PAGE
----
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Do not track conference

In 2013 the world was stunned by the scandals related to tracking. We've realized that the dystopian world, where governments watch almost everyone's move is perpahs not that far from the truth we thought it can be.

As it was mentioned several years ago, the Internet browser will become important than the operating system in the future. And indeed, we now use Internet browsers from all the software in our computers predominantly. These browsers need data and we provide it. Such a data can be our names, ID numbers, personal data, or information where we've been to and who we've met. But what if all the data are not only kept or stored but eventually – transmitted to someone? How can we be sure that if we agree that we want the browser not to track any information it is actually not tracking?

In 2002 the European Commission issued a directive that was later adopted by the member states, that forbids such a behavior; i e. that user's on-line activities cannot be tracked without their consent. In order that the Commission will be able to understand and evaluate the tracking mechanisms of the current world, a working group has been set. Despite years that passed, the group that represent both citizen initiatives and advertising and software industry, did not come to any conclusions.

In the meantime the 2013 wiretapping and tracking scandals occurred.

So far there is a “do not track” standard for Internet browsers. This standard is however only voluntarily enforced. That is why we've organized the Do not track conference; a panel debate of various parties interested in this issue. We should investigate if these standards should remain voluntary or not and eventually outline an idea how this issue should be changed in the future.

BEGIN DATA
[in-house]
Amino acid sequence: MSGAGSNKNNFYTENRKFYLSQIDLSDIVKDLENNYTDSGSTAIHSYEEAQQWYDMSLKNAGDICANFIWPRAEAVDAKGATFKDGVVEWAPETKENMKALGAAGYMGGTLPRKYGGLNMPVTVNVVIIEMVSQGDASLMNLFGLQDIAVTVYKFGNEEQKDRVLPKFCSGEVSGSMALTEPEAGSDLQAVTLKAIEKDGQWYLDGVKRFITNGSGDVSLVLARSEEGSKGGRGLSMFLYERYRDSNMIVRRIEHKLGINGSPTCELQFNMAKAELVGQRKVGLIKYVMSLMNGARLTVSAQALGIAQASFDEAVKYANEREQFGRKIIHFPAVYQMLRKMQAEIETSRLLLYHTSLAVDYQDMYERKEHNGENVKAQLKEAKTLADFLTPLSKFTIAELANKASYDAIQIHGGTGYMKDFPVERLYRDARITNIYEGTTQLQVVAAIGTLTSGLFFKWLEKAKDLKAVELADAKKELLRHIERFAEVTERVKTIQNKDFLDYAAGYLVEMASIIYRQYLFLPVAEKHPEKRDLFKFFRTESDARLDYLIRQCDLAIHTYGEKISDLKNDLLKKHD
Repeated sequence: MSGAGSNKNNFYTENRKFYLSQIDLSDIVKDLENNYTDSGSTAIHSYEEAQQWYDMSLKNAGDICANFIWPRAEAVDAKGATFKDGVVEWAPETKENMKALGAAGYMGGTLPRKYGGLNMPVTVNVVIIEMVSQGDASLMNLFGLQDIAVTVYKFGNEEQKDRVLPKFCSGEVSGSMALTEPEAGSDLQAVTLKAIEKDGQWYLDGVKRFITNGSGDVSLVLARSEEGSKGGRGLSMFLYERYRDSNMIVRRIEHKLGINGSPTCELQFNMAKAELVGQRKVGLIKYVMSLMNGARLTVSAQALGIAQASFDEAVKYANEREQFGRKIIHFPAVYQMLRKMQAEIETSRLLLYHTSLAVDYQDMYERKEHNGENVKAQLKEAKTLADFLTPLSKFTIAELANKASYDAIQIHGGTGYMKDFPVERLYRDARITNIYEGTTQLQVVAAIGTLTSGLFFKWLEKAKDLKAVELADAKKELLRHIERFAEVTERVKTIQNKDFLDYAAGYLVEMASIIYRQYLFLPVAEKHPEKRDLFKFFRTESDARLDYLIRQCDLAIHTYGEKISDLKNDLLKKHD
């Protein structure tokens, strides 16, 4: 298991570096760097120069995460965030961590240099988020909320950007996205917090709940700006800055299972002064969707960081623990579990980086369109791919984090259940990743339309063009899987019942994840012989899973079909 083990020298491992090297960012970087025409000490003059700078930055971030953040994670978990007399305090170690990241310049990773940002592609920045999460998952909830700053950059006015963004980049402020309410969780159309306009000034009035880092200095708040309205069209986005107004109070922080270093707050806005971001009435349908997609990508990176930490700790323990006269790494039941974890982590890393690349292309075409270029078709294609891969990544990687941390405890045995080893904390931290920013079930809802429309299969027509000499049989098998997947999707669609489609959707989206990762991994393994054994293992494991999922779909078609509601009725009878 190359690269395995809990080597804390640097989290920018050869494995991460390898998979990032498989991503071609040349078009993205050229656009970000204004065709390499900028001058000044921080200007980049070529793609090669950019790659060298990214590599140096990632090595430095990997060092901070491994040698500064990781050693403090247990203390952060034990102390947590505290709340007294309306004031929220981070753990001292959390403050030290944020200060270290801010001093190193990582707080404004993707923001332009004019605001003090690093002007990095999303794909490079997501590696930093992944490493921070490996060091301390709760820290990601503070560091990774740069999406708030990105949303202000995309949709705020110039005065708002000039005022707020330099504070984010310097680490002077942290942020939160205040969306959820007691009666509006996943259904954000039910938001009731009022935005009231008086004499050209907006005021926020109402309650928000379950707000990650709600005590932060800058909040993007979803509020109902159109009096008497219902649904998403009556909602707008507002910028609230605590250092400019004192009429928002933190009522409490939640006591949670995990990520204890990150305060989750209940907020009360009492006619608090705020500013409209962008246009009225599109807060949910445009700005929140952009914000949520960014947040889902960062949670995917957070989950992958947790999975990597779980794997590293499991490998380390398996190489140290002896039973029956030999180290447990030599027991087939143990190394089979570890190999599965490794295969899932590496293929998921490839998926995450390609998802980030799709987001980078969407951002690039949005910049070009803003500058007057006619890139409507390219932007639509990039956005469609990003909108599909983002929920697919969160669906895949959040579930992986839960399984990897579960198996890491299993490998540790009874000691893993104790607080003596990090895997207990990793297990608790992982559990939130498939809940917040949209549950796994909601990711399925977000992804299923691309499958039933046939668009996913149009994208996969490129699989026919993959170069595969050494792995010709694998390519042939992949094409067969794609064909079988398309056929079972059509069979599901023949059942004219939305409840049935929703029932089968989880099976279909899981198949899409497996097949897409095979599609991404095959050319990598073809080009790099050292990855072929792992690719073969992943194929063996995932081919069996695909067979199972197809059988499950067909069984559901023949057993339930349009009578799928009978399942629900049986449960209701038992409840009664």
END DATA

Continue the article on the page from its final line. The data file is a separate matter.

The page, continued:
Aside of the people from the European Commission, such as Robert Madelin or Paul Nemitz, we will also see speakers from other backgrounds, like for example Rob van Eijk. Stuart Hamilton for example will tell how librarians and visitors of libraries are affected by tracking and how freedom of expression as well as their privacy rights might be endangered.

We believe that this meeting will be interesting; confronting various views on a very important topic of the today world. We'll be happy to see you in Brussels!


"Is self-regulation enough" it says in the picture.

I read somwhere a quote: "Self regulation equals no regulation"

I don't think I've found one instance where that isn't true.

Self-regulation can mean a whole bunch of things. Sometimes it works, sometimes it doesn't work. There are some very good writings about self-regulation as a relative concept by Brussels-based NGO EDRi.

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